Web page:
icon bookmark-bicon bookmarkicon cameraicon checkicon chevron downicon chevron lefticon chevron righticon chevron upicon closeicon v-compressicon downloadicon editicon v-expandicon fbicon fileicon filtericon flag ruicon full chevron downicon full chevron lefticon full chevron righticon full chevron upicon gpicon insicon mailicon moveicon-musicicon mutedicon nomutedicon okicon v-pauseicon v-playicon searchicon shareicon sign inicon sign upicon stepbackicon stepforicon swipe downicon tagicon tagsicon tgicon trashicon twicon vkicon yticon wticon fm
18 Jun, 2015 16:40

​Falling down? British houses of parliament repairs could total £7.1bn, take 32 years

​Falling down? British houses of parliament repairs could total £7.1bn, take 32 years

British taxpayers face a whopping renovation fee of up to £7.1 billion to save the crumbling mother of parliaments from irrevocable damage, a report says.

MPs could be forced to vacate the whole building for six years while essential repairs are carried out to the beleaguered structure.

The UNESCO World Heritage Site is in a state of major dilapidation, with crumbling stonework and leaking roofs, surveys have said.

A report by the Independent Options Appraisal (IOA) found the cheapest option for repairs to the Palace of Westminster, as the parliament buildings are called, would cost £3.5 billion and would require all members of the House of Commons and the House of Lords to vacate the building for six years.

READ MORE: House in Parliament? Activists want Westminster for social housing

READ MORE: Security breach: Illegal immigrant with fake passport worked in House of Commons

READ MORE: Queen down and out? UK royal palaces ‘crumbling and leaky’ as her finances dwindle

Senior government officials are said to oppose relocating parliament to another site, meaning the cost of repairs could reach as high as £7.1 billion.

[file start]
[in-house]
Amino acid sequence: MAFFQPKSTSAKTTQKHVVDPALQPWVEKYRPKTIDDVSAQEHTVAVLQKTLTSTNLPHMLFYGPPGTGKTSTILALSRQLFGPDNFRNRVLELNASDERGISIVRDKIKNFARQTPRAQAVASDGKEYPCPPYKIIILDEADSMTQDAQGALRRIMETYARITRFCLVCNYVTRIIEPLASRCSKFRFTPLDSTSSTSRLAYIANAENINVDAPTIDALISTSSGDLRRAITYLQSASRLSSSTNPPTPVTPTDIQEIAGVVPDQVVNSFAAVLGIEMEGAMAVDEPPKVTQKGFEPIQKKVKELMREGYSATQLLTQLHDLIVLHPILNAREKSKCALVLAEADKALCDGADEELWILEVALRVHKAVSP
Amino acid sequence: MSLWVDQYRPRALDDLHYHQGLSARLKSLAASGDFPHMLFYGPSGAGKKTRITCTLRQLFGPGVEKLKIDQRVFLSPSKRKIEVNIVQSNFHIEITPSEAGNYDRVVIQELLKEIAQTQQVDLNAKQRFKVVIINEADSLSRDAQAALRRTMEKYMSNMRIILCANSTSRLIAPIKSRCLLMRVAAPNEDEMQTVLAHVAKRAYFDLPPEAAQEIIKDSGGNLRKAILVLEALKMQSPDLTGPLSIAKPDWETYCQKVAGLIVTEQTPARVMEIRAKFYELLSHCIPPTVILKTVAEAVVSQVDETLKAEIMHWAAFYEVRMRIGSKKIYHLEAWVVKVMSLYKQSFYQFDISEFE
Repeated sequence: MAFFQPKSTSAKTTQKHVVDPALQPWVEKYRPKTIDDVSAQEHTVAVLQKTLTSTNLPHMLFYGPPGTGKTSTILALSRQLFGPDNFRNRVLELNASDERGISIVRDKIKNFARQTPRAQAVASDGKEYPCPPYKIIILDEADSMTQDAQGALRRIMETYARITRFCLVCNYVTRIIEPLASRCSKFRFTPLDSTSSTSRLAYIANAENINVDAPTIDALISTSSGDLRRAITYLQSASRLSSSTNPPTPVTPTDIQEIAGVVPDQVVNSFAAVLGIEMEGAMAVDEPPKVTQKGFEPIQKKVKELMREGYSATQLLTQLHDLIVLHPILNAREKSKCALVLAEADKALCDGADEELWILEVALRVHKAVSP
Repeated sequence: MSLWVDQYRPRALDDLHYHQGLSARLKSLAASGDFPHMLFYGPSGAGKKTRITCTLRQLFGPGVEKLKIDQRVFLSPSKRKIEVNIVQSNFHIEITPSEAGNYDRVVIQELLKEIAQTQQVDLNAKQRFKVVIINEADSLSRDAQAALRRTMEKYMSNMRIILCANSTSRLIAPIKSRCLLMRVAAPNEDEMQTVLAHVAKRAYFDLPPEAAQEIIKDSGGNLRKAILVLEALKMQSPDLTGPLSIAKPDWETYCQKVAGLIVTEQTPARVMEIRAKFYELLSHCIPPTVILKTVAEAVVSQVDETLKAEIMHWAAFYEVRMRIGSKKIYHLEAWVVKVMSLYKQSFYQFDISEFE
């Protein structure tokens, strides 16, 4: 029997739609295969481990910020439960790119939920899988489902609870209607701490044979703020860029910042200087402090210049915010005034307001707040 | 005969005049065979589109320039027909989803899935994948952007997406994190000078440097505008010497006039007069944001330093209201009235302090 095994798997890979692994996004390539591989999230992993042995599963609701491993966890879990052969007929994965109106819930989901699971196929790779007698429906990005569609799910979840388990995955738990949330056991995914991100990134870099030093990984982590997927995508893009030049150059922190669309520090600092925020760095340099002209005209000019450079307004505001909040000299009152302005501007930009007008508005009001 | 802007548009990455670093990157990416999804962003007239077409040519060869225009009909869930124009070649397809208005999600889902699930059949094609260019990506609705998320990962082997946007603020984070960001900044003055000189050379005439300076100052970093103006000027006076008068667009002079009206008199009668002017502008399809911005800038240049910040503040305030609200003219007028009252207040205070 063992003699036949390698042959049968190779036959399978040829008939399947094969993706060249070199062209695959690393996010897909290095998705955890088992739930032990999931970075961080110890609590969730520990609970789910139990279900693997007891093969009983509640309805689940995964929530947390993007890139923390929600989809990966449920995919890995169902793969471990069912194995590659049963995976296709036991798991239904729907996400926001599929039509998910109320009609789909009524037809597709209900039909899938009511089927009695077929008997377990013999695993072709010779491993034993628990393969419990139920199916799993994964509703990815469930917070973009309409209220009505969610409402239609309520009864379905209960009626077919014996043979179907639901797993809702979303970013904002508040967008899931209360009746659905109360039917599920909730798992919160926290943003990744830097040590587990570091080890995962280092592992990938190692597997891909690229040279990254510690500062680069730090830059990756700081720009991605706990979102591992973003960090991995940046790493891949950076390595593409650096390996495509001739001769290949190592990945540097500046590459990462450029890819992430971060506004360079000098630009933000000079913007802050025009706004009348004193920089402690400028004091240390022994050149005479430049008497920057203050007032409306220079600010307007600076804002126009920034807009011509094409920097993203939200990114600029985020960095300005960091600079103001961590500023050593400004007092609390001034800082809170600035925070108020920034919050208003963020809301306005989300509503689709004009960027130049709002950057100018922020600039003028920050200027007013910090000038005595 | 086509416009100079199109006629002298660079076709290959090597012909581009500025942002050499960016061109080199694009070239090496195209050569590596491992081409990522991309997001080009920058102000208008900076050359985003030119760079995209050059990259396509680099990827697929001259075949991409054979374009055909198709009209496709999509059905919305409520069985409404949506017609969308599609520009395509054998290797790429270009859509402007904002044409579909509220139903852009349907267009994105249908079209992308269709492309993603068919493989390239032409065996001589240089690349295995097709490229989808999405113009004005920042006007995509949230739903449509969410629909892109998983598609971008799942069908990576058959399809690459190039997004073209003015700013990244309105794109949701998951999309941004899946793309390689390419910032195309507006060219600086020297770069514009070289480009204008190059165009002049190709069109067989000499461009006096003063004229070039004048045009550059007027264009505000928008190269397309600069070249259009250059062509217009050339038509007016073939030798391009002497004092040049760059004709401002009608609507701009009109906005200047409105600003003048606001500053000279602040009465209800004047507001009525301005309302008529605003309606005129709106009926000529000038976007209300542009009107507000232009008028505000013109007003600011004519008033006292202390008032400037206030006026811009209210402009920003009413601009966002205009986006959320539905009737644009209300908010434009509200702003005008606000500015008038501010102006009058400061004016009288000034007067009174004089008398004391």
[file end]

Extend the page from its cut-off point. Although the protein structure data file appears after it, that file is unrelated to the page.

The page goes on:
If MPs choose to stay in the Palace, renovations to the building could take up to 32 years.

Even in this scenario, the Commons debating chamber would still be closed for a period of two to four years while urgent repairs are carried out.

One option suggested by the IOA is to build a temporary chamber in the courtyard of the Palace where MPs could sit.

A statement issued on behalf of the House of Commons and House of Lords said: “The restoration of the Palace of Westminster will be a major challenge facing parliament in the coming years and is certain to be a matter of public interest.

The iconic building was completed in 1870 after a fire destroyed the original medieval Palace in 1834.

Today it suffers from major dilapidation, has asbestos in much of the building and is vulnerable to another fire.

Richard Ware, program director for Palace of Westminster Restoration and Renewal, said: “The Palace has reached a turning point in its history, with many features needing major renovation.

It is clear from this report that Parliament is faced with some difficult choices. The Palace of Westminster is a building of huge national and international importance and we face a massive challenge in securing its future.

Parliament will now consider the recommendations of the IOA and will do everything possible to secure value for money and ensure transparency throughout the process.”